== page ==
This series will cover the WNBA’s 21st season with at least one story on the league weekly from the season’s May 13 opening to its closing on September 3 and through the 2017 playoffs.
This coming weekend’s WNBA All-Star Game in Seattle has at the outset an old-time Western theme: the younger Eastern Conference vs. the older Western Conference.
Minnesota Lynx teammates Maya Moore and Sylvia Fowles both were voted to the West starting lineup last week by a combination of fan, player and media votes. The two players tied for first among Western Conference frontcourt players in weighted voting (50 percent fan vote, 25 percent player vote, and 25 percent for media vote).
After Sunday’s contest against Phoenix, the MSR talked to Moore and Fowles, along with teammate Seimone Augustus, on their All-Star memories.
“I was happy,” said Fowles upon hearing she was selected for this year’s game. “I was having a good season thus far. It shows the appreciation from your fans and the people out there voting for you.”
The 6’-6” 10th-year center is leading the Lynx in scoring and shooting percentages and rebounds — she’s the only WNBA player this season ranked in the top five in scoring (third), FG accuracy (first), rebounding (second) and blocks (third). “I was very appreciative of them seeing the hard work I am putting in this year,” added Fowles, who’s now a four-time All-Star, third as a starter and first as a member of the Lynx. “I’m happy to be back this time around.”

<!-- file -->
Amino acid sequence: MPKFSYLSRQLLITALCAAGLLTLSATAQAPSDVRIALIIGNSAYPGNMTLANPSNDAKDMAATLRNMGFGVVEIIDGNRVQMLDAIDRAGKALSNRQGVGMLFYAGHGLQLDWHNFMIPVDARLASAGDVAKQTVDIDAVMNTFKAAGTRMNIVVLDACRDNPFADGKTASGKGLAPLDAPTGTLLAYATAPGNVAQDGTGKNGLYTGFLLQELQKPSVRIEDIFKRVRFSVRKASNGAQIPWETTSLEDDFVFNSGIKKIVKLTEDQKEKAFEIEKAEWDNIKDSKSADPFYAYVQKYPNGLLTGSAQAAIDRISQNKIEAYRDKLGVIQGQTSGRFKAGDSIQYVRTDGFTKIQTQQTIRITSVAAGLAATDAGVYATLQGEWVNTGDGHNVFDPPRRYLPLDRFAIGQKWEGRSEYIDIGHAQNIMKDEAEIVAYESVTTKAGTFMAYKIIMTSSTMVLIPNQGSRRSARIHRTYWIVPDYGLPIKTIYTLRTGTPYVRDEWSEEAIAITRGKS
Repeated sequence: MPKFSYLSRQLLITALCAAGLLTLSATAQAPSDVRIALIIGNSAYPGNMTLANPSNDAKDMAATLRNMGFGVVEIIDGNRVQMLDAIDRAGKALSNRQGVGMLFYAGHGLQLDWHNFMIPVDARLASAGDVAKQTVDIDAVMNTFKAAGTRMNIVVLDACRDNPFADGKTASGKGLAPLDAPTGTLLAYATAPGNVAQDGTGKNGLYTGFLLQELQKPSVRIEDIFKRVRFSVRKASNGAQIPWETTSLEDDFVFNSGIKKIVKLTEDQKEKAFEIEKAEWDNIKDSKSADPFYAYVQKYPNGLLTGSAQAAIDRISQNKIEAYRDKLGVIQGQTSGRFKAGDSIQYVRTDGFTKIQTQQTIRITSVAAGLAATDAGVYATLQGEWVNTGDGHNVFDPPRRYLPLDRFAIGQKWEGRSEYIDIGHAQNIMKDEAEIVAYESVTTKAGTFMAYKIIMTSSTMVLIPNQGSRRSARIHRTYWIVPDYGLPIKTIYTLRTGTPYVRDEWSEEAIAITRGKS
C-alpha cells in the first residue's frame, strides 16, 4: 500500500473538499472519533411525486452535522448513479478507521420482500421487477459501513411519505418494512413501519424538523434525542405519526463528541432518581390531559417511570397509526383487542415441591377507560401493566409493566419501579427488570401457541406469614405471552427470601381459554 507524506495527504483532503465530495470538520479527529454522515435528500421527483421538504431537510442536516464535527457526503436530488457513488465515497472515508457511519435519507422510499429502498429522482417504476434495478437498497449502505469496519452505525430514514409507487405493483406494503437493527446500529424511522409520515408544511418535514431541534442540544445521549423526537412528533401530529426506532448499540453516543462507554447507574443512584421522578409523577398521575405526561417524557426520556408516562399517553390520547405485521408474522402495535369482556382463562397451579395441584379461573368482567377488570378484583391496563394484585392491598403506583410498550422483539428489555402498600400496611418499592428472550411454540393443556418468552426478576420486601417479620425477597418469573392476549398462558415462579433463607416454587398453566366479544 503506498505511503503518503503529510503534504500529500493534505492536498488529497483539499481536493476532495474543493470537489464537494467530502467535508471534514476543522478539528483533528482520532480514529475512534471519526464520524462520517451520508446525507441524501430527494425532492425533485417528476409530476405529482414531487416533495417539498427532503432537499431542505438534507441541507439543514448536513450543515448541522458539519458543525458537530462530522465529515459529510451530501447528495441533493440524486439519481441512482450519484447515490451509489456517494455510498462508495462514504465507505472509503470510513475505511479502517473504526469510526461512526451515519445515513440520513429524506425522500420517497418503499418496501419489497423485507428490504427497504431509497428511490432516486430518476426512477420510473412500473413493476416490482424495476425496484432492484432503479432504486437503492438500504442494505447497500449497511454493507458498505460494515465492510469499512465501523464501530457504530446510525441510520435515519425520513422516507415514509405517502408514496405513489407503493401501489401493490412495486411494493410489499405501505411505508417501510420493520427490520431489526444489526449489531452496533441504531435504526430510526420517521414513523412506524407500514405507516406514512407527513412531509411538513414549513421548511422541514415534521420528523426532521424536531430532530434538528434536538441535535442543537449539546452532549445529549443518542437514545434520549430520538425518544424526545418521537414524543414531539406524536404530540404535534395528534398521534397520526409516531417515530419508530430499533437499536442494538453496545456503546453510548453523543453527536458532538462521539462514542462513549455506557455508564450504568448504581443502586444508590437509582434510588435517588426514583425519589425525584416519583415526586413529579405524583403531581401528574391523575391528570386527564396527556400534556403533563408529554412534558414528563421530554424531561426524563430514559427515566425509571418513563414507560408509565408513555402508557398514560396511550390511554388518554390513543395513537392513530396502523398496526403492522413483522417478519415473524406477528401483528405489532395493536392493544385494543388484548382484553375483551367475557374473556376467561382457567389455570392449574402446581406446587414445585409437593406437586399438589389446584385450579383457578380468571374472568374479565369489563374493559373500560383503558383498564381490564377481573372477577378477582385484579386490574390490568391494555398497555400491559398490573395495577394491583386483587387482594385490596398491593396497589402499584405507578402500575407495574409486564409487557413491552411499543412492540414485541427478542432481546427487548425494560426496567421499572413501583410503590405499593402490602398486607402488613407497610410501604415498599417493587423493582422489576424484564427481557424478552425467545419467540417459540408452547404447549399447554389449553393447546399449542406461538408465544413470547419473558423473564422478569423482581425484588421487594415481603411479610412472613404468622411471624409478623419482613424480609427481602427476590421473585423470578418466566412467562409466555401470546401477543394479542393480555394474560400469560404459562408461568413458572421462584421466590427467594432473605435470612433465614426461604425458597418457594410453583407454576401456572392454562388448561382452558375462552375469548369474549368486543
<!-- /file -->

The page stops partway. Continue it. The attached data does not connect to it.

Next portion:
Moore will make her fifth All-Star start this weekend. “The one that stays in my mind was my first one” in 2011 in San Antonio, the six-footer pointed out. “It was my rookie year, and having the chance to go down to San Antonio with three of my other teammates: Rebekkah [Brunson], Seimone and Lindsay [Whalen]. Just being excited for that opportunity to be my first WNBA All-Star. It was my first, and we had the most Lynx [players].”
Augustus, Brunson and Whalen could still be named All-Star reserves — the reserves were selected at press time Tuesday by the Eastern and Western Conference head coaches.
“My first All-Star [game] was in New York” in 2007, Augustus remembers. “I was in the Skills Challenge and actually won it. That was a special moment.” The skills event returns this year after a long absence and will be staged during halftime of Saturday’s game.
Also, watching Moore win the 2015 All-Star MVP award “was a special moment, too,” continued Augustus on being around some of the game’s all-time greats. “Just to be able to have those moments with them” were special to her.
Said Fowles of her first All-Star recollection — she played on the 2011 Eastern squad as a member of the Chicago Sky — “Just being adapted into the league and getting the chance to play with great players was pretty amazing.”
Follow our 2017 WNBA All-Star Game coverage — “The Only One in the Emerald City” — on MSR News Online.
Two off a deep bench
Led by reserve guards Renee Montgomery and Jia Perkins, Minnesota’s bench play has been stellar of late. “They are a great team because they have a deep bench,” Phoenix Coach Sandy Brondello said after her club lost to Minnesota twice in three days last week.
“Those two are definitely separators,” marveled Moore of Montgomery and Perkins. “They are stepping up and getting points and rebounds. They put in the energy and tenacity and cause havoc on the defensive end, getting deflections and steals and pushing the tempo. They energize our team.”
Yes, she said it…
“Hopefully we can create some more memories coming up,” says Lynx Guard Seimone Augustus on Saturday’s All-Star Game in Seattle.
Charles Hallman welcomes reader responses to email@example.com.
Charles Hallman is a contributing reporter and award-winning sports columnist at the Minnesota Spokesman-Recorder.